skip navigation

PUBLICATIONS

Register for Latest Research

Stay Informed
Register with NCJRS to receive NCJRS's biweekly e-newsletter JUSTINFO and additional periodic emails from NCJRS and the NCJRS federal sponsors that highlight the latest research published or sponsored by the Office of Justice Programs.

NCJRS Abstract

The document referenced below is part of the NCJRS Virtual Library collection. To conduct further searches of the collection, visit the Virtual Library. See the Obtain Documents page for direction on how to access resources online, via mail, through interlibrary loans, or in a local library.

 

NCJ Number: 94232 Add to Shopping cart Find in a Library
Title: Simple Justice - How Litigants Fare in the Pittsburgh Court Arbitration Program
Author(s): J W Adler; D R Hensler; C E Nelson
Corporate Author: Rand Corporation
The Institute for Civil Justice
United States of America
Date Published: 1983
Page Count: 173
Sponsoring Agency: National Institute of Justice/
Rockville, MD 20849
Rand Corporation
Santa Monica, CA 90406
Rand Corporation
Santa Monica, CA 90407-2138
Publication Number: R-3071-ICJ
Sale Source: Rand Corporation
1776 Main Street
P.O. Box 2138
Santa Monica, CA 90407-2138
United States of America

National Institute of Justice/
NCJRS paper reproduction
Box 6000, Dept F
Rockville, MD 20849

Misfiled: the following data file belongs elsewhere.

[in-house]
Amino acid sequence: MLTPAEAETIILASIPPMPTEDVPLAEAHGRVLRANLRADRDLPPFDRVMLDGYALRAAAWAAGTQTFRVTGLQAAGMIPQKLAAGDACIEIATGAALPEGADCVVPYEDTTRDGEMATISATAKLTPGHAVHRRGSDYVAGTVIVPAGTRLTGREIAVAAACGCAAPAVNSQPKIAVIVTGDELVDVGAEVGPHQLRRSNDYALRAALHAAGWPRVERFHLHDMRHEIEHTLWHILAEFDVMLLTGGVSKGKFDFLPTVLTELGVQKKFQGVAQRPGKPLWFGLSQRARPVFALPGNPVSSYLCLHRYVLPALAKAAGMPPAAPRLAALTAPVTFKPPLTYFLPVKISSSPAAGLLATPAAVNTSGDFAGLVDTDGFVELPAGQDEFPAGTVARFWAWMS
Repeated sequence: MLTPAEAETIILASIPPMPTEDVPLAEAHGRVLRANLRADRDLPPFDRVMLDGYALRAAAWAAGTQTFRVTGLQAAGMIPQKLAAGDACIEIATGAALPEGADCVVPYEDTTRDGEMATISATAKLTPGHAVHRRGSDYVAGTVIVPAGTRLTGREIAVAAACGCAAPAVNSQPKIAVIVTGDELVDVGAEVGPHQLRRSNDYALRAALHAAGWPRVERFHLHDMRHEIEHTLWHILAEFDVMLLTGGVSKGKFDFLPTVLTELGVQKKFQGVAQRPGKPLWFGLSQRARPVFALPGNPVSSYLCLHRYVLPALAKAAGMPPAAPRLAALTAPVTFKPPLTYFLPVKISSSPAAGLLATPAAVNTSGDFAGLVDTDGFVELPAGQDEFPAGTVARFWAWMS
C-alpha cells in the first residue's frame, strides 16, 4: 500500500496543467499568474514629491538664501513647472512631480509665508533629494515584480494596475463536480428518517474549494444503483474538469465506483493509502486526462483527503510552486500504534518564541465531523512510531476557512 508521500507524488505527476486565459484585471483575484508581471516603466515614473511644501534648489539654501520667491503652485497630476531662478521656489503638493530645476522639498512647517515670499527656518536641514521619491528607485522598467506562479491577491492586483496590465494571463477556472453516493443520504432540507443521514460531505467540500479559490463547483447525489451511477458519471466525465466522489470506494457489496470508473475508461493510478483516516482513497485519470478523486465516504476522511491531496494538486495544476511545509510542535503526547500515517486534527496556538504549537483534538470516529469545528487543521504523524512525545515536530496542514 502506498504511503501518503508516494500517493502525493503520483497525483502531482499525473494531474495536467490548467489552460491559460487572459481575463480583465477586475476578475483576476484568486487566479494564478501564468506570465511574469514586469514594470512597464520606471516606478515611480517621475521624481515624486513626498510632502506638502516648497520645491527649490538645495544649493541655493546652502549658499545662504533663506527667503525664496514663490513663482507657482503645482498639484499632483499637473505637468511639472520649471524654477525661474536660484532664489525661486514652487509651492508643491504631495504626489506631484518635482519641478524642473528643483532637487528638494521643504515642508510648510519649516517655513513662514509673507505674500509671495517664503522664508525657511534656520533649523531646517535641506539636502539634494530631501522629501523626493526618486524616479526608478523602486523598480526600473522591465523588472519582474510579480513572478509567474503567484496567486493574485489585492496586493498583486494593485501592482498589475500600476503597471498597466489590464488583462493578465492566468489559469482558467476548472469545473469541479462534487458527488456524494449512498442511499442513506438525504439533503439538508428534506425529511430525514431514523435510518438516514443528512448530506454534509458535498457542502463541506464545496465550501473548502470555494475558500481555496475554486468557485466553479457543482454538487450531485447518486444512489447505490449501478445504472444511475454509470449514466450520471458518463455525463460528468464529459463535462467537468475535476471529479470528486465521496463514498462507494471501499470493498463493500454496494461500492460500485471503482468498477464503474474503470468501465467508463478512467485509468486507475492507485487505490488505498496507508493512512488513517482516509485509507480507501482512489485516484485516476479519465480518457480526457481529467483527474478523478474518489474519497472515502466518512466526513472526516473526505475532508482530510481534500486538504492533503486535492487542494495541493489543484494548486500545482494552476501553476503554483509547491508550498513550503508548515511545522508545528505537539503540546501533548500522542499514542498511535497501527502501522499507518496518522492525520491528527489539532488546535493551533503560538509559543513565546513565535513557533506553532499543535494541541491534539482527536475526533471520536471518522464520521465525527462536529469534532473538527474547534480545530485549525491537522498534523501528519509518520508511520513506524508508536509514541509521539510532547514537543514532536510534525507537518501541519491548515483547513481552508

United States of America
Document: PDF
Type: Program/Project Evaluation
Language: English
Country: United States of America
Annotation: The Pittsburgh court-based arbitration program achieves efficient outcomes for the court and for litigants though plaintiff determination of case eligibility, a centralized hearing process, minimal requirements for arbitrator appointment, and a shared commitment to delivering its form of justice efficiently.
Abstract: In 1982, the Pittsburgh program was responsible for about 64 percent of all civil case dispositions in the Allegheny County Court of Common Pleas, with costs per case less than 10 percent of the cost of processing cases through the regular trial division. About half the cases are resolved without a hearing. Litigants using the program represent a cross-section of the metropolitan population. The program does not appear to encourage the filing of frivolous claims. For most litigants, the major cost was attorney fees of $200 to $300. Litigants spent no more than $50 on other legal costs and spent about 1.5 days in arbitration. Over 80 percent found the hearings fair, even among the losers. Sources of dissatisfaction are the long waits resulting from the single-session calendar-call approach to scheduling each day's hearings and the use of arbitration as an appeal mechanism for the lower court. Tabular data, footnotes, 17 references, and appendixes presenting the data collection forms and related materials are supplied.
Index Term(s): Court-administered arbitration; Pennsylvania; Program evaluation; Services effectiveness
Note: Rand Publication Series
To cite this abstract, use the following link:
http://www.ncjrs.gov/App/publications/abstract.aspx?ID=94232

*A link to the full-text document is provided whenever possible. For documents not available online, a link to the publisher's website is provided. Tell us how you use the NCJRS Library and Abstracts Database - send us your feedback.